Depression, Chronic Pain & Sleep

By November 16, 2021January 13th, 2022Blog

Sleep Shouldn’t Be a Pain!

The link between depression, chronic pain and sleep – it’s real.  Recently Drs. Fisk and Julian were featured on Valley Sleep Center’s podcast with host Lauri Leadley, CCSH, RPSGT, President, Clinical Sleep Educator and Sleep Coach.

 

The link Between Depression, Chronic Pain & Sleep

We’ve all experienced a poor night’s sleep before.  Tossing and turning – looking at the clock thinking, if I can only fall asleep right now, I’d get 4 hours – then 3 hours – then before you know it, the alarm is ringing and dragging yourself out of bed is painful.   

Why aren’t you sleeping well?  For some patients, the answer has to do with mental health – they’re feeling depressed, or are on medication that causes sleepiness throughout the day, therefore interrupting what should be a solid night’s sleep.  In some cases, chronic pain is the culprit and trying to find that comfortable position is nearly impossible.  Joint pain, arthritis, post surgical pain, restless leg syndrome – all those and more – can be the cause of a poor night’s sleep.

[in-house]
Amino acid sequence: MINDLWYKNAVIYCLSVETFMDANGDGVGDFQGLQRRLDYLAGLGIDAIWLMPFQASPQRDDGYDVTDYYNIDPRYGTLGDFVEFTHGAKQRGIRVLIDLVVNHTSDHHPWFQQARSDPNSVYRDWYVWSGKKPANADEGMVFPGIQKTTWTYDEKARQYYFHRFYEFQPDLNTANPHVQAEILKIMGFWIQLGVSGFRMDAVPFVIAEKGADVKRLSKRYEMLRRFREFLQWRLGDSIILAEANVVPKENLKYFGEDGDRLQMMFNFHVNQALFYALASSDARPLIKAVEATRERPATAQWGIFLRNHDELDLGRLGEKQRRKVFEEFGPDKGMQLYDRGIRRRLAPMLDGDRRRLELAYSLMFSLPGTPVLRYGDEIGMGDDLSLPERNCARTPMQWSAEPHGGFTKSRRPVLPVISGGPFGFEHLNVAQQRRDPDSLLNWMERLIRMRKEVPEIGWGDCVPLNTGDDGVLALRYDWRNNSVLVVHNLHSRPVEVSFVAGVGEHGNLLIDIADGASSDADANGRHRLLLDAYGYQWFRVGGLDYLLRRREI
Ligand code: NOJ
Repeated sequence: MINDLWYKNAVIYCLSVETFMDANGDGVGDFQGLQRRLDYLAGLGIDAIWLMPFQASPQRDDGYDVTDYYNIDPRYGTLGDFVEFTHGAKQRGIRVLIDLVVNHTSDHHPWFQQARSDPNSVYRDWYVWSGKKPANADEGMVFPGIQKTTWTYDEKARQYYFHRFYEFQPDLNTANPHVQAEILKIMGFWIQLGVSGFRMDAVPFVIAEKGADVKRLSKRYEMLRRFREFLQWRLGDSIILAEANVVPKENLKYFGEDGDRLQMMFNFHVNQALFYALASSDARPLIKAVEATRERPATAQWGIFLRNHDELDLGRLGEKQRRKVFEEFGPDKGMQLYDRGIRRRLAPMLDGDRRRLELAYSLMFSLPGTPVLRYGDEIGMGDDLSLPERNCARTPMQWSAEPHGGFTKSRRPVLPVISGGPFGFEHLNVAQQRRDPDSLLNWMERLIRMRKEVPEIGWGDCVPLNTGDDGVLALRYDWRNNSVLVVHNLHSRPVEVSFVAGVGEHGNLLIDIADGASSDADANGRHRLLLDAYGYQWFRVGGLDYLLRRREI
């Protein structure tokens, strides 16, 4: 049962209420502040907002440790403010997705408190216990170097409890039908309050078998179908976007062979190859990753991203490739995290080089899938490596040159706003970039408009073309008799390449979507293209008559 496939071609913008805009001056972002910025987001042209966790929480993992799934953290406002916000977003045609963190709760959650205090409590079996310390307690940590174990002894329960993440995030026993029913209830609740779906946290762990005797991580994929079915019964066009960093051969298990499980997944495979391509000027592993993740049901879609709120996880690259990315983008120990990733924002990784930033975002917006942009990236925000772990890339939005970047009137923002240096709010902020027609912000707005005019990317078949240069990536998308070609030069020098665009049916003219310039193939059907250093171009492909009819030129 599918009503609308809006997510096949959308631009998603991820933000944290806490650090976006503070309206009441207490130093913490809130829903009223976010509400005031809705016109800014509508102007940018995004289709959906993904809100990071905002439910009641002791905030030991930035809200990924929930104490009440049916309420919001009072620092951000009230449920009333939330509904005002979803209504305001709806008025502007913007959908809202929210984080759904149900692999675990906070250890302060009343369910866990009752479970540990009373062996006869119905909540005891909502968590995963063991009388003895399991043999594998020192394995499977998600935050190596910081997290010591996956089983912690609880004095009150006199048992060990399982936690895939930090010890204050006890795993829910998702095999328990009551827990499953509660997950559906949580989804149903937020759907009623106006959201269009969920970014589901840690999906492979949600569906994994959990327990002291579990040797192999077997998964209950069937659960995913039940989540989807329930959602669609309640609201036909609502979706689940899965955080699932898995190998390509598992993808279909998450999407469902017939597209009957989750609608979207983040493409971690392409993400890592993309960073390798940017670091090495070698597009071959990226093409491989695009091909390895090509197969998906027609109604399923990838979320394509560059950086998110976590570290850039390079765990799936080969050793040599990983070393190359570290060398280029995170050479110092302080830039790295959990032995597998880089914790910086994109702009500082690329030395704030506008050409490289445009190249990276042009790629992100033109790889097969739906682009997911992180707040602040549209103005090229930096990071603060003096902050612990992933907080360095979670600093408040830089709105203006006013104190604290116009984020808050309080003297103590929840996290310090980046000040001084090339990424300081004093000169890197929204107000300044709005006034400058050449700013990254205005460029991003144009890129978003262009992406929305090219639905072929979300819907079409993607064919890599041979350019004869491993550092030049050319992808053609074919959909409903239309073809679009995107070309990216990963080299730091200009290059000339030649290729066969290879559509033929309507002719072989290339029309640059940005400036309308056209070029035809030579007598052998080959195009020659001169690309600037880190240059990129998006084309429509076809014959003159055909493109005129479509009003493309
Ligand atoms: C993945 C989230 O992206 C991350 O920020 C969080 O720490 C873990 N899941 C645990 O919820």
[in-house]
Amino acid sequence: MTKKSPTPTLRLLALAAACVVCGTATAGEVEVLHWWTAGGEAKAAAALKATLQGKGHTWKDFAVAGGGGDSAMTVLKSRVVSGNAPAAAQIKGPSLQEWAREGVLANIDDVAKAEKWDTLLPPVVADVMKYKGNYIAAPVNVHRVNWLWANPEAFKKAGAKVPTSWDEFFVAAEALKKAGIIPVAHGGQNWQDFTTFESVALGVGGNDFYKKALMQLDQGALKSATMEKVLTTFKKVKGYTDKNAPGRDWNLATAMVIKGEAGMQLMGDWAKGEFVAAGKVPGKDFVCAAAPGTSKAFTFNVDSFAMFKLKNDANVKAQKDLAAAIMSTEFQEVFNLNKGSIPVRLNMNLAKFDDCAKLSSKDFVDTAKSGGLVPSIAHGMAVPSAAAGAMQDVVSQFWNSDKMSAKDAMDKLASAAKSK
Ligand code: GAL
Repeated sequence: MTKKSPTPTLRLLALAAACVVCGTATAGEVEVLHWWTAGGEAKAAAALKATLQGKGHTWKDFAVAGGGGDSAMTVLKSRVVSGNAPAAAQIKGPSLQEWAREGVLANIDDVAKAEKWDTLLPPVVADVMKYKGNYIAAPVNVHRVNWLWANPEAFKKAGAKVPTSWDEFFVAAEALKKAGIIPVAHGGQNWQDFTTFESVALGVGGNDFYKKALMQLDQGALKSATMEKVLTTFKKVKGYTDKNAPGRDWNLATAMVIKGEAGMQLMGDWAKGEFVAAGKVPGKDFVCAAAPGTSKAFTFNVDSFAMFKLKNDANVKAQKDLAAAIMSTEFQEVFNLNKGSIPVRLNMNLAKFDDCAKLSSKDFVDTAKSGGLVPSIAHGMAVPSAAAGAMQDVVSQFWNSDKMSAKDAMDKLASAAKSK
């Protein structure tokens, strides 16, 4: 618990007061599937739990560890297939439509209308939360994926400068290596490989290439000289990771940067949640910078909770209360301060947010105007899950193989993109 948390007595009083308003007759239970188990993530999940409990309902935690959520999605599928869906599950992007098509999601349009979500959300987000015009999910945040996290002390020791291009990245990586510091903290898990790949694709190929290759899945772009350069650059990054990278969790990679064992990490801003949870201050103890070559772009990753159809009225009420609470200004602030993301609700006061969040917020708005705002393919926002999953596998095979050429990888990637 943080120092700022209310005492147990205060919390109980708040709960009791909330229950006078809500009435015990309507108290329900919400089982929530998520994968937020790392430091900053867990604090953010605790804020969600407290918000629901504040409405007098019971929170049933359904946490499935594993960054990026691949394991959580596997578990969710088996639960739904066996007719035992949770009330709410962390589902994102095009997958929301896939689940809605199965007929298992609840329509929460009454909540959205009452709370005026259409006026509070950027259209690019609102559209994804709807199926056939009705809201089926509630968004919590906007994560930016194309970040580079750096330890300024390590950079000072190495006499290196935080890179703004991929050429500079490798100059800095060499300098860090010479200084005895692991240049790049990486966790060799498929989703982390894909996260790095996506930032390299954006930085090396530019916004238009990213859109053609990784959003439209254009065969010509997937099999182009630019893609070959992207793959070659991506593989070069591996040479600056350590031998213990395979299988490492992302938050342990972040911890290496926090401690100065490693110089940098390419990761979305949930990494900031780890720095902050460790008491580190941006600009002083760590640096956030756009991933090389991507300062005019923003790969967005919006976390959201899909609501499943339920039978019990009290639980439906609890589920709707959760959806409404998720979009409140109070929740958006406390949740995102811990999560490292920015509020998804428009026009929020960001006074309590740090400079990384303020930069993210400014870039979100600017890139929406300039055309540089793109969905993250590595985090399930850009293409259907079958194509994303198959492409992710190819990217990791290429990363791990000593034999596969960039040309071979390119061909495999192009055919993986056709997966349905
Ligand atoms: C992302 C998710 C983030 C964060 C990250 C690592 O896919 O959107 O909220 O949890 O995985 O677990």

If you are experiencing a lack of sleep due to depression, anxiety, PTSD or chronic pain, please contact our office to schedule a consult with either Dr. Fisk or Dr. Julian.  You don’t have to suffer.  Sleep is a time to restore energy!  The benefits of a good night’s sleep are:

  • Get sick less often.
  • Stay at a healthy weight.
  • Lower your risk for serious health problems, like diabetes and heart disease.
  • Reduce stress and improve your mood.
  • Think more clearly and do better in school and at work.
  • Get along better with people.

#bewell #sleepwell

Acute Pain Therapies

Acute Pain Therapies

Our Mission is to offer the most safe, effective and scientifically proven acute and chronic pain solutions available. Our hope with the pain management strategies we offer is to provide a means for a patient to overcome their pain while devising a way to achieve an improved quality of life of their own making, while trying to minimize the risk of becoming addicted to pain medications.